Such internet-based approaches have uncertainties that will need to be addressed in future research, such as the accuracy of search algorithms, updating rates, and the authenticity of data [1]. A “hot topic” in the mass media is the revelation that some governments and some data analytics companies have sought to influence public opinion by spreading so-called “fake news” and “fake” Twitter accounts. This problem may be addressed by the application of AI-based screening methods to check online Big Data. For example, a machine learning algorithm such as a neural network could be trained to detect certain recurring words, phrases, and views expressed in social media and then use pattern recognition to correlate the data with news content, candidate names, media outlets, and geographic locations. Suspicious correlations and clusters can be revealed in this manner.
Another example of a Big Data application is precision medicine, where clinical trials are based on patient selection according to DNA profiling, which provides biomarkers for targeted treatment, rather than a standard approach used for the whole population [2]. The selection of individuals sharing the same genetic abnormality for clinical trials leads to more precise drug development and more accurate treatments with existing drugs [2,3]. Additional advantages include reductions in sample size and reduced variability in clinical trials—without the need for a placebo. There is also the potential for genome sequencing to produce greater diagnostic sensitivity and more precise treatment [4]. Large-scale population studies and Big Data analytics can be used for more accurate genotypic and phenotypic data to support investigations of causality.
There are many uncertainties in the precision medicine approach, including whether genetic profiling is more effective than other factors, such as changes in lifestyle and exposure to environmental stressors [14]. Response to drug treatment is affected by diet, exercise, medication, alcohol, tobacco, and the microbiome in the digestive tract [5]. Information on these factors needs to be provided within a comprehensive Big Data framework. Large-scale population studies are required for information discovery to resolve many of these uncertainties.
The development of expensive genetically-tailored medicines may benefit only a small minority of wealthy citizens. Would limited funding be better deployed on medical research that benefits the majority? The genetic basis of a disease in some cases is secondary in importance to environmental factors, and behavior modification relating to diet or exercise may be just as effective but less expensive. In addition, an expensive new drug developed from a clinical trial may be no more effective than a combination of existing inexpensive drugs. In an era of declining research funding, there is a case for data analytics and the investigation of costs vs. benefits and trade-offs associated with all areas of research.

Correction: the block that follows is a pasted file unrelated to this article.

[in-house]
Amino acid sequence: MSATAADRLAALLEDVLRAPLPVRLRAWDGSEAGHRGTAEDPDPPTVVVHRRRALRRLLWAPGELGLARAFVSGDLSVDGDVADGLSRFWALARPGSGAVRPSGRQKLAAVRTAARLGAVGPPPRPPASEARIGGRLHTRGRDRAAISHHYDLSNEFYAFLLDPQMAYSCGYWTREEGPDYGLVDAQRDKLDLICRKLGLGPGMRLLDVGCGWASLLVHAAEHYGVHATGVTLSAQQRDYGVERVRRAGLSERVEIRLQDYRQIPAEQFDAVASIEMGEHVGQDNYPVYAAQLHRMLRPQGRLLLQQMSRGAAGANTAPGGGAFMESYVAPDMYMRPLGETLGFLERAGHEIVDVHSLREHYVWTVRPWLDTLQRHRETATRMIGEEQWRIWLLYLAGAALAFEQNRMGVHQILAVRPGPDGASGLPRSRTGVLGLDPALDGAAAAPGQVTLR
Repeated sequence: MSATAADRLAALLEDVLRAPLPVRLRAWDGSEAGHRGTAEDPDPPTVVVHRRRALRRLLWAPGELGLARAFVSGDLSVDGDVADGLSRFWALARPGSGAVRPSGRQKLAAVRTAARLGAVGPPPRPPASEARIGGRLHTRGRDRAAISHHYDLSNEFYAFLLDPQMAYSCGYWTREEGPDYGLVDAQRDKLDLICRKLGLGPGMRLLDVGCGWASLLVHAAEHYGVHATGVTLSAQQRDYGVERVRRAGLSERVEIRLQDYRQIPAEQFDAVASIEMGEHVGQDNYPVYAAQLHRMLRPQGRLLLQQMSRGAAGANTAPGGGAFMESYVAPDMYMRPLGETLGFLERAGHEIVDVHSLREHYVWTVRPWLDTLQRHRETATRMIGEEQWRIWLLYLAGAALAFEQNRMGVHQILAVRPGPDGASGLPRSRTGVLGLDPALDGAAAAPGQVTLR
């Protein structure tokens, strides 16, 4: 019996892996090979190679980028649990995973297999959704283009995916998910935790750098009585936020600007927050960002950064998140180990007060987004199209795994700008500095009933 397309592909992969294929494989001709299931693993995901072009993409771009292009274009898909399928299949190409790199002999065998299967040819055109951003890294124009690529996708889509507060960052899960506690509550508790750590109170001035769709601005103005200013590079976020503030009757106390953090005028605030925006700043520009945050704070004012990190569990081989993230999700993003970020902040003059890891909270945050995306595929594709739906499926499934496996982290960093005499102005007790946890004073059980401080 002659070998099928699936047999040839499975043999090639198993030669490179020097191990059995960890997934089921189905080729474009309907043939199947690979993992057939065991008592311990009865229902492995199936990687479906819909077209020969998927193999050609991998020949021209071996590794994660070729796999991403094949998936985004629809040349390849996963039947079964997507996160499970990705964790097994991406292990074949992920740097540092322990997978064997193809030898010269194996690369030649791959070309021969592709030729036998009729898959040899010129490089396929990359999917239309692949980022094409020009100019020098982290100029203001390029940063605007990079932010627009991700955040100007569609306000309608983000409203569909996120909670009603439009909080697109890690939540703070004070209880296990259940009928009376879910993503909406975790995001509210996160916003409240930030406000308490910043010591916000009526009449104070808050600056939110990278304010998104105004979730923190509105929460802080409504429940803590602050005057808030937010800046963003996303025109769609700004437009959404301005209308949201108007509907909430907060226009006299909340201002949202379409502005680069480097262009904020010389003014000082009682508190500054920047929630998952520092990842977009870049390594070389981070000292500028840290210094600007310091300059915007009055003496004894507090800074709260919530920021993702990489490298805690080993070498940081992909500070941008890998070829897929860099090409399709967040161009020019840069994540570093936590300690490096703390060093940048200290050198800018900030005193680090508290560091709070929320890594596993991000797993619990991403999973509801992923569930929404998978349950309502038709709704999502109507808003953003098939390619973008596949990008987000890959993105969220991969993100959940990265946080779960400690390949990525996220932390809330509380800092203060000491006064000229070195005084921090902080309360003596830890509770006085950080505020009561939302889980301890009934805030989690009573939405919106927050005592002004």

Important challenges relating to the development of ethics for precision medicine include rights to ownership of genetic information, privacy, control of its dissemination, and potential consumer use or abuse. For example, unauthorized knowledge of genomic information can influence consumer risk perception in personnel selection processes or credit ratings. The DNA of an individual is not a password that can be changed. There is a need for greater debate on genetic privacy, such as finding the right balance between public rights to privacy and evidence required for law enforcement, and potential improvements in regulatory control [11,15].

3. Artificial Intelligence

Artificial intelligence is a generic term for a machine (or process) that responds to environmental stimuli (or new data) and then modifies its operation to maximize a performance index [16,17]. In practice, the learning process is implemented using mathematics, statistics, logic, and computer programming. The learning process enables the AI model to be trained on data in an iterative procedure with parameter adjustment by trial and error using reinforcement rules. The performance index may be the minimization of the difference between model predictions and experimental data.
The training phase is based on the classical scientific method, which has origins in antiquity with Aristotle and was formalized in the writings of Francis Bacon (circa. 1600). Once trained, the AI model can be applied to new data to make decisions. Decision making can involve detection, discrimination, and classification. This approach is known as supervised learning because it is analogous to an adaptive system with a feedback loop and a goal-directed learning process. Examples include the diagnosis of a disease from pathology results, or assigning the correct names to labeled images of different skin cancers. The potential role of AI in processing Big Data in precision medicine has been suggested by experts due to the massive resources needed for predictive analytics [18]. The potential of Big Data is most apparent when viewed as a database for artificial intelligence (Figure 1).
Some AI models carry out unsupervised learning by a clustering process, such as the k-means clustering algorithm, with the aim of discovering important groupings or defining features in the data [17]. A major challenge in the future development of AI is how to exploit Big Data to produce high-level abstractions that can simulate a human subjective response. In a clinical context, there is potential for the development of a digital expert that facilitates automatic conversion of pathology results into a written report or a verbal explanation.